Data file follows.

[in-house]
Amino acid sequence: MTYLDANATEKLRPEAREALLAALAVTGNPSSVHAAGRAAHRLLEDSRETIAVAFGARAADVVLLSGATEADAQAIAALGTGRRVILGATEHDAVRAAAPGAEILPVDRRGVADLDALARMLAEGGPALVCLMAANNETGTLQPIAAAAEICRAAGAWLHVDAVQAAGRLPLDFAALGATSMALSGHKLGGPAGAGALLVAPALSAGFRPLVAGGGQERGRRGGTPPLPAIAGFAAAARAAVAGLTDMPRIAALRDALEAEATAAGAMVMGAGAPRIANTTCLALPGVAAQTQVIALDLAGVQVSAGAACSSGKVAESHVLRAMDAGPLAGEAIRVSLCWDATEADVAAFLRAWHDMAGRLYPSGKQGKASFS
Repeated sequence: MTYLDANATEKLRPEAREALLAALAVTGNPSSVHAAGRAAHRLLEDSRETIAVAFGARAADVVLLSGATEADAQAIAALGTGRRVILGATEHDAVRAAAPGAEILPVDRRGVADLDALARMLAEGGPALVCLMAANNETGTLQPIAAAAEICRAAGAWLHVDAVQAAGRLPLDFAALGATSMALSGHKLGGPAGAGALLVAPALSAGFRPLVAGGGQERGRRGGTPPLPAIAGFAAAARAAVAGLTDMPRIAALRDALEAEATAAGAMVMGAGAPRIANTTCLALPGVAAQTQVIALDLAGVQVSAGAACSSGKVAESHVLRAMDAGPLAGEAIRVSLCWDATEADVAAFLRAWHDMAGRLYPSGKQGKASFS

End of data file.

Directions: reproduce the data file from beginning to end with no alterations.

[in-house]
Amino acid sequence: MTYLDANATEKLRPEAREALLAALAVTGNPSSVHAAGRAAHRLLEDSRETIAVAFGARAADVVLLSGATEADAQAIAALGTGRRVILGATEHDAVRAAAPGAEILPVDRRGVADLDALARMLAEGGPALVCLMAANNETGTLQPIAAAAEICRAAGAWLHVDAVQAAGRLPLDFAALGATSMALSGHKLGGPAGAGALLVAPALSAGFRPLVAGGGQERGRRGGTPPLPAIAGFAAAARAAVAGLTDMPRIAALRDALEAEATAAGAMVMGAGAPRIANTTCLALPGVAAQTQVIALDLAGVQVSAGAACSSGKVAESHVLRAMDAGPLAGEAIRVSLCWDATEADVAAFLRAWHDMAGRLYPSGKQGKASFS
Repeated sequence: MTYLDANATEKLRPEAREALLAALAVTGNPSSVHAAGRAAHRLLEDSRETIAVAFGARAADVVLLSGATEADAQAIAALGTGRRVILGATEHDAVRAAAPGAEILPVDRRGVADLDALARMLAEGGPALVCLMAANNETGTLQPIAAAAEICRAAGAWLHVDAVQAAGRLPLDFAALGATSMALSGHKLGGPAGAGALLVAPALSAGFRPLVAGGGQERGRRGGTPPLPAIAGFAAAARAAVAGLTDMPRIAALRDALEAEATAAGAMVMGAGAPRIANTTCLALPGVAAQTQVIALDLAGVQVSAGAACSSGKVAESHVLRAMDAGPLAGEAIRVSLCWDATEADVAAFLRAWHDMAGRLYPSGKQGKASFS